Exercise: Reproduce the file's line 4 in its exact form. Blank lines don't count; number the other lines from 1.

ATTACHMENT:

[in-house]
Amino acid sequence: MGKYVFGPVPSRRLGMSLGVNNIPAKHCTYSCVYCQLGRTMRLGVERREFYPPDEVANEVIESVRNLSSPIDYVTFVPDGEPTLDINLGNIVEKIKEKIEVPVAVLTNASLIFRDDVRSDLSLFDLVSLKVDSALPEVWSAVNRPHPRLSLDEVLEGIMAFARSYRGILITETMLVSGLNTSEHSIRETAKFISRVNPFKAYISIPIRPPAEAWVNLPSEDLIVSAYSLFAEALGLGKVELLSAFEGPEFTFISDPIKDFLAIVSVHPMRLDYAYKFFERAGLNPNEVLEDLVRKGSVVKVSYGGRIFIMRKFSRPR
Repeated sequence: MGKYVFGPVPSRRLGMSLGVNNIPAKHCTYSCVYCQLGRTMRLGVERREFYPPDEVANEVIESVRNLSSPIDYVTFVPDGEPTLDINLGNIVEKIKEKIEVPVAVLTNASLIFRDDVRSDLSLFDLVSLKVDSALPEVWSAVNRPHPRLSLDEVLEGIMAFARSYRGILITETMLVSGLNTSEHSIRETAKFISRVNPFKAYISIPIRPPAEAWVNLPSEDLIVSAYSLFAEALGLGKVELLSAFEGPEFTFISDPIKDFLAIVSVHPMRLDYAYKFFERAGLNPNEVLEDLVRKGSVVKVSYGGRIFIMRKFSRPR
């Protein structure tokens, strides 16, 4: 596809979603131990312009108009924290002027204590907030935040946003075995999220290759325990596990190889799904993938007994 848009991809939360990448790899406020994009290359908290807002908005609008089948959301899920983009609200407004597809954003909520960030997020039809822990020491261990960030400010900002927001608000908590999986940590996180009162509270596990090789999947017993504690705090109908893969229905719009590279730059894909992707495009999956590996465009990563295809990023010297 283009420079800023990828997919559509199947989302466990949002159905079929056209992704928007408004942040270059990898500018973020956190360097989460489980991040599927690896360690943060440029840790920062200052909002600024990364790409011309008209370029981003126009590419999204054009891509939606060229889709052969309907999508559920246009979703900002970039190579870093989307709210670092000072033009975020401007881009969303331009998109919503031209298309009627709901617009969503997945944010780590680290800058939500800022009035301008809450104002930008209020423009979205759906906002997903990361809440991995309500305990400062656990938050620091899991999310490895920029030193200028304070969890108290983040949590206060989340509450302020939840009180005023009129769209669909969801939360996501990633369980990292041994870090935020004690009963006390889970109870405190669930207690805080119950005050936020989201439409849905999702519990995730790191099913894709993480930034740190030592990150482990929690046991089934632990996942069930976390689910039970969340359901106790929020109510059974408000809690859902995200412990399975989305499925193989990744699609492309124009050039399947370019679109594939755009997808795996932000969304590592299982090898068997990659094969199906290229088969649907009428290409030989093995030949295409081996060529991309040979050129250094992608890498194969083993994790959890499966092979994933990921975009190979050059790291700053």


């Protein structure tokens, strides 16, 4: 596809979603131990312009108009924290002027204590907030935040946003075995999220290759325990596990190889799904993938007994 848009991809939360990448790899406020994009290359908290807002908005609008089948959301899920983009609200407004597809954003909520960030997020039809822990020491261990960030400010900002927001608000908590999986940590996180009162509270596990090789999947017993504690705090109908893969229905719009590279730059894909992707495009999956590996465009990563295809990023010297 283009420079800023990828997919559509199947989302466990949002159905079929056209992704928007408004942040270059990898500018973020956190360097989460489980991040599927690896360690943060440029840790920062200052909002600024990364790409011309008209370029981003126009590419999204054009891509939606060229889709052969309907999508559920246009979703900002970039190579870093989307709210670092000072033009975020401007881009969303331009998109919503031209298309009627709901617009969503997945944010780590680290800058939500800022009035301008809450104002930008209020423009979205759906906002997903990361809440991995309500305990400062656990938050620091899991999310490895920029030193200028304070969890108290983040949590206060989340509450302020939840009180005023009129769209669909969801939360996501990633369980990292041994870090935020004690009963006390889970109870405190669930207690805080119950005050936020989201439409849905999702519990995730790191099913894709993480930034740190030592990150482990929690046991089934632990996942069930976390689910039970969340359901106790929020109510059974408000809690859902995200412990399975989305499925193989990744699609492309124009050039399947370019679109594939755009997808795996932000969304590592299982090898068997990659094969199906290229088969649907009428290409030989093995030949295409081996060529991309040979050129250094992608890498194969083993994790959890499966092979994933990921975009190979050059790291700053």